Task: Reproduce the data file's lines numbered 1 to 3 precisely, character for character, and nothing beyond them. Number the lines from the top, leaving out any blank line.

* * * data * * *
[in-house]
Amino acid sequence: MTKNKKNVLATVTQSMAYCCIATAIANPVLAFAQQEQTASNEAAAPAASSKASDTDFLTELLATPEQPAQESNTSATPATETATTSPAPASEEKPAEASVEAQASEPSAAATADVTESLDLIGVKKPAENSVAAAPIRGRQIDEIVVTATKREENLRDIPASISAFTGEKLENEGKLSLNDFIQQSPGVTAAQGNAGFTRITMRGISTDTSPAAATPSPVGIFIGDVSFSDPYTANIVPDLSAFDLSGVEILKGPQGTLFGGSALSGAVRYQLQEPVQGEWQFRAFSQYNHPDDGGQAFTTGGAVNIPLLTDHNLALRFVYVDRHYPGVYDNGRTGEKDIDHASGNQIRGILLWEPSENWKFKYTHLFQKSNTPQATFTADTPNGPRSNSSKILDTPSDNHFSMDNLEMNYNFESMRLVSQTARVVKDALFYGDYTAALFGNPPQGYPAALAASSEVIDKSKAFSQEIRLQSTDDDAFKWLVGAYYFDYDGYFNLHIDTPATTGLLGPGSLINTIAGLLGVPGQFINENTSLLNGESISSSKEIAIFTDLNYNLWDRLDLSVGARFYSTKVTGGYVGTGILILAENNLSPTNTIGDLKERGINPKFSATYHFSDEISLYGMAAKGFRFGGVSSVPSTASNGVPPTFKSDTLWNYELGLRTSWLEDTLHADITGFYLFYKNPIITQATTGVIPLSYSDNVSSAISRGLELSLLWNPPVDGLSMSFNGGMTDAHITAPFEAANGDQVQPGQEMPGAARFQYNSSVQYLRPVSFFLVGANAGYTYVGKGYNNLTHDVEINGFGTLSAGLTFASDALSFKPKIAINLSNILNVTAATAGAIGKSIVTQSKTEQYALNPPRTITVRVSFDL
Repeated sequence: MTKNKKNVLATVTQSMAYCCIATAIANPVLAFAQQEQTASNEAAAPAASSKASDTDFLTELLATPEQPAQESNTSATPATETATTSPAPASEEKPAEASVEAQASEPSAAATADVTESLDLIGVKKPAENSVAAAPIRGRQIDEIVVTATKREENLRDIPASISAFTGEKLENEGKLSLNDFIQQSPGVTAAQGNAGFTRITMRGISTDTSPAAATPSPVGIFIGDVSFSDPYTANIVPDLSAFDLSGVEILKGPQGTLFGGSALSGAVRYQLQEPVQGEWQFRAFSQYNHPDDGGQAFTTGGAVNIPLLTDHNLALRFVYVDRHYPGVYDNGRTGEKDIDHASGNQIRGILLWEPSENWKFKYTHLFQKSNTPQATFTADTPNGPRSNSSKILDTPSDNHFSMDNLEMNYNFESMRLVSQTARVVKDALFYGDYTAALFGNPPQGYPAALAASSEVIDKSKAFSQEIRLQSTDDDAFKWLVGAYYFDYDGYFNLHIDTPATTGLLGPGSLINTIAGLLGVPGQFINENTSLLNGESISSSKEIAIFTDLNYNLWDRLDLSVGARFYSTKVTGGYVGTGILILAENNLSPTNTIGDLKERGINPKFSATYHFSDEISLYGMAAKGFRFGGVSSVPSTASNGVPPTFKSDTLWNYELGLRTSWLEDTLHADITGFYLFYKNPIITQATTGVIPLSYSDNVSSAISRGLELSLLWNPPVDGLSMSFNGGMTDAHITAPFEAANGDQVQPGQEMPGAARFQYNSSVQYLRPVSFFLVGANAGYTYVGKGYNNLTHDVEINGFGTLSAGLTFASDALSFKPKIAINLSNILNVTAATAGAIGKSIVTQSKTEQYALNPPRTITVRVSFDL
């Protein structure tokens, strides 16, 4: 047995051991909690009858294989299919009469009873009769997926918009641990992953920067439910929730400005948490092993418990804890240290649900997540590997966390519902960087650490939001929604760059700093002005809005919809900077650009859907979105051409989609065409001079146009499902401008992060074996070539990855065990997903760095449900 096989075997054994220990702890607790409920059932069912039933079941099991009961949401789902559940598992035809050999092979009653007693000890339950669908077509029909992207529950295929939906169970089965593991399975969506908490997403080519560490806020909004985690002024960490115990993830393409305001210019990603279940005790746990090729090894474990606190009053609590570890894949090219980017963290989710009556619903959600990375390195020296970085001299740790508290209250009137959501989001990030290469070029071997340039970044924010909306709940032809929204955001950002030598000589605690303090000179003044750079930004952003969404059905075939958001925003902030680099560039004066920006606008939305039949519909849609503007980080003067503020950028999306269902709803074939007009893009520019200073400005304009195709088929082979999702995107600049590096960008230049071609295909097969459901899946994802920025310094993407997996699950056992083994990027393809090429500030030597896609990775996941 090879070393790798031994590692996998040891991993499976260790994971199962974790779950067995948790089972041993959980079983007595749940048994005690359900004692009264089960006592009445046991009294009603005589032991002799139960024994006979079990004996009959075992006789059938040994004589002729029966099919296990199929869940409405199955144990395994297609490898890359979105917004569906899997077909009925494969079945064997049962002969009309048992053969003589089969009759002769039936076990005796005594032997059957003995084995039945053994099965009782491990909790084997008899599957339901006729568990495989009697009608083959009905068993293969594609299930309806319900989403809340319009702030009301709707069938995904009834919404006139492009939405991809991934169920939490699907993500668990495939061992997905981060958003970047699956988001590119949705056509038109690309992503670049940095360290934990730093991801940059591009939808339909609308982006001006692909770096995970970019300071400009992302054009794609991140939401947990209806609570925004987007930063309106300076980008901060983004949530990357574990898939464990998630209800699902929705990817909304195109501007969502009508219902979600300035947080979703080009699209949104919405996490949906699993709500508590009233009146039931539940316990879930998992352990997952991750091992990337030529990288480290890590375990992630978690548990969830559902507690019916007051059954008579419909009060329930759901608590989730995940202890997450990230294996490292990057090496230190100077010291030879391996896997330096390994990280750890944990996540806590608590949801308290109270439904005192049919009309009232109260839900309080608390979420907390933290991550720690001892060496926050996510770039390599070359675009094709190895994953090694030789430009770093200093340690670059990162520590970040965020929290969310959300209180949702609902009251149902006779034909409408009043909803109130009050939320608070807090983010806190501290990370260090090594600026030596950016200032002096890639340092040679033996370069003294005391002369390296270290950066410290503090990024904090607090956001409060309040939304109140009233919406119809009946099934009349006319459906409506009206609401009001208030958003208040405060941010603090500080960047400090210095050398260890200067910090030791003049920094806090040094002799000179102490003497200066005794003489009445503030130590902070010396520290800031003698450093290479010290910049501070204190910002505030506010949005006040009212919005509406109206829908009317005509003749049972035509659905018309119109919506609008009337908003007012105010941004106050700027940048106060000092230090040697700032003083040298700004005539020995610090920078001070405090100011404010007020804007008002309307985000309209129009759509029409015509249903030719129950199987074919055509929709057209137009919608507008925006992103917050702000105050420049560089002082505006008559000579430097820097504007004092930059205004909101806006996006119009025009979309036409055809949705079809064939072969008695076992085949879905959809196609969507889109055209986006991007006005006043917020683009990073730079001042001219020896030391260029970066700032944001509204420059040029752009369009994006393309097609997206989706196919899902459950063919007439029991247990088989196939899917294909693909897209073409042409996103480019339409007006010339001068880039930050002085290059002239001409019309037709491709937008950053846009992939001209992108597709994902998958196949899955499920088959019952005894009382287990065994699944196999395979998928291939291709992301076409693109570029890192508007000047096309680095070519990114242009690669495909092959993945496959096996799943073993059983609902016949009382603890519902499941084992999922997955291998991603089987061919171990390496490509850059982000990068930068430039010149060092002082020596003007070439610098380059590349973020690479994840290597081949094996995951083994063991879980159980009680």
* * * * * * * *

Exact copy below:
[in-house]
Amino acid sequence: MTKNKKNVLATVTQSMAYCCIATAIANPVLAFAQQEQTASNEAAAPAASSKASDTDFLTELLATPEQPAQESNTSATPATETATTSPAPASEEKPAEASVEAQASEPSAAATADVTESLDLIGVKKPAENSVAAAPIRGRQIDEIVVTATKREENLRDIPASISAFTGEKLENEGKLSLNDFIQQSPGVTAAQGNAGFTRITMRGISTDTSPAAATPSPVGIFIGDVSFSDPYTANIVPDLSAFDLSGVEILKGPQGTLFGGSALSGAVRYQLQEPVQGEWQFRAFSQYNHPDDGGQAFTTGGAVNIPLLTDHNLALRFVYVDRHYPGVYDNGRTGEKDIDHASGNQIRGILLWEPSENWKFKYTHLFQKSNTPQATFTADTPNGPRSNSSKILDTPSDNHFSMDNLEMNYNFESMRLVSQTARVVKDALFYGDYTAALFGNPPQGYPAALAASSEVIDKSKAFSQEIRLQSTDDDAFKWLVGAYYFDYDGYFNLHIDTPATTGLLGPGSLINTIAGLLGVPGQFINENTSLLNGESISSSKEIAIFTDLNYNLWDRLDLSVGARFYSTKVTGGYVGTGILILAENNLSPTNTIGDLKERGINPKFSATYHFSDEISLYGMAAKGFRFGGVSSVPSTASNGVPPTFKSDTLWNYELGLRTSWLEDTLHADITGFYLFYKNPIITQATTGVIPLSYSDNVSSAISRGLELSLLWNPPVDGLSMSFNGGMTDAHITAPFEAANGDQVQPGQEMPGAARFQYNSSVQYLRPVSFFLVGANAGYTYVGKGYNNLTHDVEINGFGTLSAGLTFASDALSFKPKIAINLSNILNVTAATAGAIGKSIVTQSKTEQYALNPPRTITVRVSFDL
Repeated sequence: MTKNKKNVLATVTQSMAYCCIATAIANPVLAFAQQEQTASNEAAAPAASSKASDTDFLTELLATPEQPAQESNTSATPATETATTSPAPASEEKPAEASVEAQASEPSAAATADVTESLDLIGVKKPAENSVAAAPIRGRQIDEIVVTATKREENLRDIPASISAFTGEKLENEGKLSLNDFIQQSPGVTAAQGNAGFTRITMRGISTDTSPAAATPSPVGIFIGDVSFSDPYTANIVPDLSAFDLSGVEILKGPQGTLFGGSALSGAVRYQLQEPVQGEWQFRAFSQYNHPDDGGQAFTTGGAVNIPLLTDHNLALRFVYVDRHYPGVYDNGRTGEKDIDHASGNQIRGILLWEPSENWKFKYTHLFQKSNTPQATFTADTPNGPRSNSSKILDTPSDNHFSMDNLEMNYNFESMRLVSQTARVVKDALFYGDYTAALFGNPPQGYPAALAASSEVIDKSKAFSQEIRLQSTDDDAFKWLVGAYYFDYDGYFNLHIDTPATTGLLGPGSLINTIAGLLGVPGQFINENTSLLNGESISSSKEIAIFTDLNYNLWDRLDLSVGARFYSTKVTGGYVGTGILILAENNLSPTNTIGDLKERGINPKFSATYHFSDEISLYGMAAKGFRFGGVSSVPSTASNGVPPTFKSDTLWNYELGLRTSWLEDTLHADITGFYLFYKNPIITQATTGVIPLSYSDNVSSAISRGLELSLLWNPPVDGLSMSFNGGMTDAHITAPFEAANGDQVQPGQEMPGAARFQYNSSVQYLRPVSFFLVGANAGYTYVGKGYNNLTHDVEINGFGTLSAGLTFASDALSFKPKIAINLSNILNVTAATAGAIGKSIVTQSKTEQYALNPPRTITVRVSFDL